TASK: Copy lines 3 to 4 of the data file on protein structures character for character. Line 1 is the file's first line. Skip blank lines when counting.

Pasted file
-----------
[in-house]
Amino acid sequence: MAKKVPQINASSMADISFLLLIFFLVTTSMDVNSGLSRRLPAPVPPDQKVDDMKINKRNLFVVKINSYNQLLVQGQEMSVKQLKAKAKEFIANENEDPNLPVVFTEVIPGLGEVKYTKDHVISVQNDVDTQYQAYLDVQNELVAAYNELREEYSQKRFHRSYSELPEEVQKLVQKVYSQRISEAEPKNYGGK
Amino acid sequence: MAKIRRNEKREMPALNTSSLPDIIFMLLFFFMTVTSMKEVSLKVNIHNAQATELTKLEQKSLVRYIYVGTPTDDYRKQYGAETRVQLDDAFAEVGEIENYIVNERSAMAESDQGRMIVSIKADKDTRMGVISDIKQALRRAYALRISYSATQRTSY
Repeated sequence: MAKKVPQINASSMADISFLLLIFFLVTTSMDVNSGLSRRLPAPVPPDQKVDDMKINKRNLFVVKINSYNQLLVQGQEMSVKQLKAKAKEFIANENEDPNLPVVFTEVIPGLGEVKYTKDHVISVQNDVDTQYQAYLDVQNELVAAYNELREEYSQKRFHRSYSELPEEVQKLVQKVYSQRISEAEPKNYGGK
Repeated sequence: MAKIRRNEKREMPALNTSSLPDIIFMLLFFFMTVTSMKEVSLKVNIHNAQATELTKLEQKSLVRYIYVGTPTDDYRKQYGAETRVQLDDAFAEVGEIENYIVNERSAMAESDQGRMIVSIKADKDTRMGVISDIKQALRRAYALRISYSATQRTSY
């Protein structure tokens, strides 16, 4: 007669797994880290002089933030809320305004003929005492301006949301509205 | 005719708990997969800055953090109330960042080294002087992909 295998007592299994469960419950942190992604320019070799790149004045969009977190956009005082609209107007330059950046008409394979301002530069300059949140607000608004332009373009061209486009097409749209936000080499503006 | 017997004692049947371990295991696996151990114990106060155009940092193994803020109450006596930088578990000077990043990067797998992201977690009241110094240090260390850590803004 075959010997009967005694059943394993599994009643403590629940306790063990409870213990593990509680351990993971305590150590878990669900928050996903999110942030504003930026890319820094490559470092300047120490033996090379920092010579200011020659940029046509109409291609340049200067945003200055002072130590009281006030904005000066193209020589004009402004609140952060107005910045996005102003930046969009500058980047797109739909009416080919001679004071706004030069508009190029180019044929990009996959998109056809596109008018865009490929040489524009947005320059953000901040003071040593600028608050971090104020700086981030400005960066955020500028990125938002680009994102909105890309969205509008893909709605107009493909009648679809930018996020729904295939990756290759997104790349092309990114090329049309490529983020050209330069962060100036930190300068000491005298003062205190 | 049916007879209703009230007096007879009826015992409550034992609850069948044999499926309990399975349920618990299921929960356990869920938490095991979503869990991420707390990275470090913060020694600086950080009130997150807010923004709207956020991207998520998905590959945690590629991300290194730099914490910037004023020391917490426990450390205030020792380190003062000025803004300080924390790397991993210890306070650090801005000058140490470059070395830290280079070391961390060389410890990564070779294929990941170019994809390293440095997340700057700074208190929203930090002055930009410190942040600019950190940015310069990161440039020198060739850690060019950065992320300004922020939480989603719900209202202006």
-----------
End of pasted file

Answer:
Amino acid sequence: MAKIRRNEKREMPALNTSSLPDIIFMLLFFFMTVTSMKEVSLKVNIHNAQATELTKLEQKSLVRYIYVGTPTDDYRKQYGAETRVQLDDAFAEVGEIENYIVNERSAMAESDQGRMIVSIKADKDTRMGVISDIKQALRRAYALRISYSATQRTSY
Repeated sequence: MAKKVPQINASSMADISFLLLIFFLVTTSMDVNSGLSRRLPAPVPPDQKVDDMKINKRNLFVVKINSYNQLLVQGQEMSVKQLKAKAKEFIANENEDPNLPVVFTEVIPGLGEVKYTKDHVISVQNDVDTQYQAYLDVQNELVAAYNELREEYSQKRFHRSYSELPEEVQKLVQKVYSQRISEAEPKNYGGK